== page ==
Monday, May 27, 2013

To glass or not to glass.

So I attended Google IO 2012 and like many others, signed up to receive a Google glass.  I received the "your glass is available" email a few weeks ago and and have been sitting on the fence trying to make up my mind.  Apparently the offer isn't indefinite, as I just received a voicemail that I had until June 1st to get glass or forfeit my opportunity.

My original intent was to get the glass and try to build something really cool with it, just like I did when Android first hit the scene.  Unfortunately after looking into the mirror SDK and learning about the devices capabilities, I'm just not all that excited about developing for glass.  It seems like it's a glorified feed reader (timelines) that requires a web-api, and wasn't designed to run apps natively.  It's basically just a nice (useful) extension of your smartphone.

I've still got a dozen ideas for smart phone apps rattling around in my brain that I will never have time to build.  But with regards to glass, the best idea I've heard about from another developer was a shopping list app.  

As a consumer I'm excited about using a glass, but I'm not sure  that I want to pay $1500 for one.  I think it's going to be a fantastic way to do video conferencing, a navigation aid, an easy way to capture spontaneous videos/photos, to keep on top of important alerts ( incoming calls / emails / tweets / facebook posts / whatever).  All of this stuff is going to be very cool, but the infrastructure is already there, glass just presents another interface for it. 

Glass is going to make a lot of things we already do easier and more convenient. And  perhaps it will make some semi-good ideas just practical enough to become good ideas.  The innovation spurred by this hardware won't be driven by software, but by how people will discover interesting ways to use the device.

So to the title of my post, any comments?  Should I or shouldn't I, what would you do in my situation?  Keep in mind that while I can afford the $1500 pricetag, I don't consider it a trivial sum of money.  I look forward to any comments (hopefully I'll get a couple).

Friday, March 1, 2013

Encrypting string resources when using Android library projects.

When you're using an Android library project as the base code for multiple projects, it's handy to rely on resource overrides for configuration parameters.  For example, you could use a strings resource file that points to different URLS, etc.  While doing this is quite handy, you must also consider that resource files are very easy to extract using apktool, so if you are concerned about keeping any of this configuration data secure, you're going to have to take some extra precautions.

For a very basic obfuscation method you can just base64 the content and put it in a string resource.   I wouldn't recommend this alone, as any reasonably competent person can decode the string.  The nice thing about base64 is that it's output charset doesn't contain apostrophes or double-quotes (by design).  Because of this, base64 encoded data does not need to be escaped when used in a string resource.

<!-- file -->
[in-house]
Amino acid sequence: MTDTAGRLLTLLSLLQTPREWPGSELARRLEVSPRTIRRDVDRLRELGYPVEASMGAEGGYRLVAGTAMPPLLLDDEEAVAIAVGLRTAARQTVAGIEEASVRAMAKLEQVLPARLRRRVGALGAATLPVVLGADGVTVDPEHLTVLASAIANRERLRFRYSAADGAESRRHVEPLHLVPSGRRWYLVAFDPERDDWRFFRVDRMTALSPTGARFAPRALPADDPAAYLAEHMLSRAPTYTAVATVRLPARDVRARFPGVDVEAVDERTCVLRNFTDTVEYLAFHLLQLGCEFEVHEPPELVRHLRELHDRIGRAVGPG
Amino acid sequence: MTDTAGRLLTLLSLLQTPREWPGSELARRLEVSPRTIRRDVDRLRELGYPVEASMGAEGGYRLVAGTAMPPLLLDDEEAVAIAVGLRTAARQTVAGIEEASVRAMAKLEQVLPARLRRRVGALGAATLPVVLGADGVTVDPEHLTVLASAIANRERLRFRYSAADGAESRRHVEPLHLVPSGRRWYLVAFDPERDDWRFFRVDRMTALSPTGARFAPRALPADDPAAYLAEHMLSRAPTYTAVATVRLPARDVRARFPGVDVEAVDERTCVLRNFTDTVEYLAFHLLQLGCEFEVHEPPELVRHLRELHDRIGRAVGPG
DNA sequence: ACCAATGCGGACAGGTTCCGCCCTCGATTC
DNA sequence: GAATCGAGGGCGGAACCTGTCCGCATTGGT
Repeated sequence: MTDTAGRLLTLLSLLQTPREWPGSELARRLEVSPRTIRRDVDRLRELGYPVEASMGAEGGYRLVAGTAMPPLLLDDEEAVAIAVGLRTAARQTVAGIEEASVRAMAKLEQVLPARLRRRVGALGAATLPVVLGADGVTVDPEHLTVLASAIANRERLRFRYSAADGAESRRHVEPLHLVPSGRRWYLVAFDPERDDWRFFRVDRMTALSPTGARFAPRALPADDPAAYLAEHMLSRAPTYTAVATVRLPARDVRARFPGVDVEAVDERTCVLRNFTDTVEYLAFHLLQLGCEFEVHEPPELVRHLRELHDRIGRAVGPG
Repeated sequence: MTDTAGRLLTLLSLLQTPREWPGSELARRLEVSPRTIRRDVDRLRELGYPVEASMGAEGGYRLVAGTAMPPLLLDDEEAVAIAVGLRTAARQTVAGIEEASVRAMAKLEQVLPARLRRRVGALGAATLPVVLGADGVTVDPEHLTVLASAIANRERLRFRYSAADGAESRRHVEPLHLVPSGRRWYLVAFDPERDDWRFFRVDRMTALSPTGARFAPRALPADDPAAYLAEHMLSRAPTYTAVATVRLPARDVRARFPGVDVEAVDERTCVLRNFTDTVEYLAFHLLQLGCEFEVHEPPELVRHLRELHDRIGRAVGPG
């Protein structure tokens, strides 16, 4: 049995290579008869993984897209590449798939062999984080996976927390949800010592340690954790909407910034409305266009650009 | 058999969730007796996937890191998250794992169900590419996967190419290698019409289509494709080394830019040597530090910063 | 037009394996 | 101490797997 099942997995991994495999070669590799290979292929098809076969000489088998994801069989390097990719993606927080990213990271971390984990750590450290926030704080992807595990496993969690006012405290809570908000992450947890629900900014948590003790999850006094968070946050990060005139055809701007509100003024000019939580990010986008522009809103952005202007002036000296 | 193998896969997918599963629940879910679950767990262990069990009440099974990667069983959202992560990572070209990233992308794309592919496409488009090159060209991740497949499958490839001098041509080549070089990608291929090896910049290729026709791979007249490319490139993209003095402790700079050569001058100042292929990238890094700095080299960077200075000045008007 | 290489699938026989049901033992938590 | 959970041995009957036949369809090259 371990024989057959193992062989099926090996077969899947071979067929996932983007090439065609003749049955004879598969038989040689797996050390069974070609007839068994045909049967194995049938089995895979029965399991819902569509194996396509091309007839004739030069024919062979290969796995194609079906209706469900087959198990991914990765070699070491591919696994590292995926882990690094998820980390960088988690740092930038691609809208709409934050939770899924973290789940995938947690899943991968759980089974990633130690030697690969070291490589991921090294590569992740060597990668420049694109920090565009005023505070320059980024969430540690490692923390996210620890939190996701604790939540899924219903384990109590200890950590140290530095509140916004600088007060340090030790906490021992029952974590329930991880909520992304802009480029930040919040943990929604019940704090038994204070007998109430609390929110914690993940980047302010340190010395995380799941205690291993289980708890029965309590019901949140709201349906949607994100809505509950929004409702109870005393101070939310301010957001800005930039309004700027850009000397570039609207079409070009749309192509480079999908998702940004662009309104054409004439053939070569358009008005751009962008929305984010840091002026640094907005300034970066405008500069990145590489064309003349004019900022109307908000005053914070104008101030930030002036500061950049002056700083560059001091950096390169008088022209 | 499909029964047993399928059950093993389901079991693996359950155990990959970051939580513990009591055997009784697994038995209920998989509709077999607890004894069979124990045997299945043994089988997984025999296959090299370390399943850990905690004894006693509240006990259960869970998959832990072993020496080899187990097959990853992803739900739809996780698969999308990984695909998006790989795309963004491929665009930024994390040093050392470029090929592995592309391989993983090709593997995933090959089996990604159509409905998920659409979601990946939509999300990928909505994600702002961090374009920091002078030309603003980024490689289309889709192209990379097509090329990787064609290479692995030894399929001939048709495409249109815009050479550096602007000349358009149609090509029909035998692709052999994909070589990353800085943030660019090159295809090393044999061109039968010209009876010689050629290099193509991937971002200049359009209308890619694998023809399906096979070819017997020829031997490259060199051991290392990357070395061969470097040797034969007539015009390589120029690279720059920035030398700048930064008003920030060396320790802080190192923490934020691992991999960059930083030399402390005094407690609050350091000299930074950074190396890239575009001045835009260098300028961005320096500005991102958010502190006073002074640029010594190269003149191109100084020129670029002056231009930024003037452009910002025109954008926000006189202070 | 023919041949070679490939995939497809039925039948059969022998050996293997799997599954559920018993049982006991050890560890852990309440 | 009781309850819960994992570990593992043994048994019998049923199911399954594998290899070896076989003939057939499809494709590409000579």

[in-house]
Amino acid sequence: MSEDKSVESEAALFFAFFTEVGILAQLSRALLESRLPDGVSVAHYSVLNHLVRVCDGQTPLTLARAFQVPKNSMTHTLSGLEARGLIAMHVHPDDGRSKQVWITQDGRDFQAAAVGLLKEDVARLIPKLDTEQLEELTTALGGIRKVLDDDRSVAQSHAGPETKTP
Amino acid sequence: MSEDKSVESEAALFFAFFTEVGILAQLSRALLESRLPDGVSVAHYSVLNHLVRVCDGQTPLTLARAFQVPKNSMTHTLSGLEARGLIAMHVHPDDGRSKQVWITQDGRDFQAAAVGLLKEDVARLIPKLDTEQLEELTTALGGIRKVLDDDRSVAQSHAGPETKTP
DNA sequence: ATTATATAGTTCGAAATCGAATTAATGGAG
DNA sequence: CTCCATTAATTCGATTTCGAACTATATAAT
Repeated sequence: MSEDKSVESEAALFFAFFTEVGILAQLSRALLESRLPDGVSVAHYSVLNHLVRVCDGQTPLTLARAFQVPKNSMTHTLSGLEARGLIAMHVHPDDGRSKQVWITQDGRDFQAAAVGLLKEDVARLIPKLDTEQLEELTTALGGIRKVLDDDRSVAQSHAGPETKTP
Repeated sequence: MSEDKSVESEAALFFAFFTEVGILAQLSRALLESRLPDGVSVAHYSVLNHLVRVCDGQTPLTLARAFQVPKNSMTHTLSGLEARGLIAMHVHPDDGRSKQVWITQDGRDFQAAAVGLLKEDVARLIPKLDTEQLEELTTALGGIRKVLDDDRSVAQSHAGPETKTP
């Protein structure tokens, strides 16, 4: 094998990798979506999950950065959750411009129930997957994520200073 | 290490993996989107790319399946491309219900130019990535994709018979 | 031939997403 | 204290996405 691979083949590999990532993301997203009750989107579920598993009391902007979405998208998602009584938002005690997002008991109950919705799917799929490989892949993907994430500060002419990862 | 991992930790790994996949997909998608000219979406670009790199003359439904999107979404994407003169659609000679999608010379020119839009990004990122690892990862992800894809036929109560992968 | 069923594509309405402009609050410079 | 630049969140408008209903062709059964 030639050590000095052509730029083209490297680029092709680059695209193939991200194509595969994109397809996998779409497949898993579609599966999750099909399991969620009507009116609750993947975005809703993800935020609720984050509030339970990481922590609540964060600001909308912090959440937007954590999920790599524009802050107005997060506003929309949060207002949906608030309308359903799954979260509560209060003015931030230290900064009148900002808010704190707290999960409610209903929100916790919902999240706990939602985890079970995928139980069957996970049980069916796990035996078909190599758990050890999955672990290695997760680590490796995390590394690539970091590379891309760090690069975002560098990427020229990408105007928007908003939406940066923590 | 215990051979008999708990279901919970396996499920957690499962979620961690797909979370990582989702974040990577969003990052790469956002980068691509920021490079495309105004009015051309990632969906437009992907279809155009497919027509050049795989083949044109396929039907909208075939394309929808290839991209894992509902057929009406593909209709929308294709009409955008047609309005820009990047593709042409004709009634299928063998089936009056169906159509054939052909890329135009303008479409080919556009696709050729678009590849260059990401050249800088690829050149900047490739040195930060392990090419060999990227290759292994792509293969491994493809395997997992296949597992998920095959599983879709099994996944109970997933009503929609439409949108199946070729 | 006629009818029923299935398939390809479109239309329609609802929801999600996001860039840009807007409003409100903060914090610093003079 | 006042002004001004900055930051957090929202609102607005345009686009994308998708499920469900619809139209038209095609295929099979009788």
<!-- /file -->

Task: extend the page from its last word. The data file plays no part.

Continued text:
For a better real-world scenario, let's assume that we have an application where we want to enable in-app billing, and to do so we need to be able to store the license key from our application in a reasonably secure fashion.  At the same time, we'd still like to leverage the convenience of resource overrides to store the license keys in our sub-projects that rely on a core android library project.

Our high level strategy will be to do the following.
  1. Encrypt our application license key (obtained via the Google Developer Console) using a hardcoded encryption key (think password).
  2. Base64 the encrypted 'cipher' text.
  3. Use this encrypted/base64 encoded value in our strings resource file.
Here's some sample code to help accomplish these tasks, just note that we will only use this code to generate our encrypted and base64 encoded license key before storing it in a resources file.  This is a one time activity.  And this should go without saying, but REMEMBER TO CHANGE THE VALUES IN keyBytes

Once you have the string encrypted/encoded as such and placed in your strings file, you simply need to decrypt it when needed.  Here's some example code :

Making it even more secure.

Since it's hard to get around hardcoding your secret key (the keyBytes in our sample code) using this strategy, it would be naive to assume this is 100% foolproof.  A persistent minded individual could still decompile your app, discover the byte array you used for encryption, and then reverse the entire process.  Your job is to make this as difficult as you can reasonably make it. You could store your key in multiple byte arrays and combine them when needed, for instance.  I won't go into specific methods here, but the point is to be creative. Using a code obfuscation tool such as proguard will help, or at the very least use non-obvious/misleading method names to perform these operations.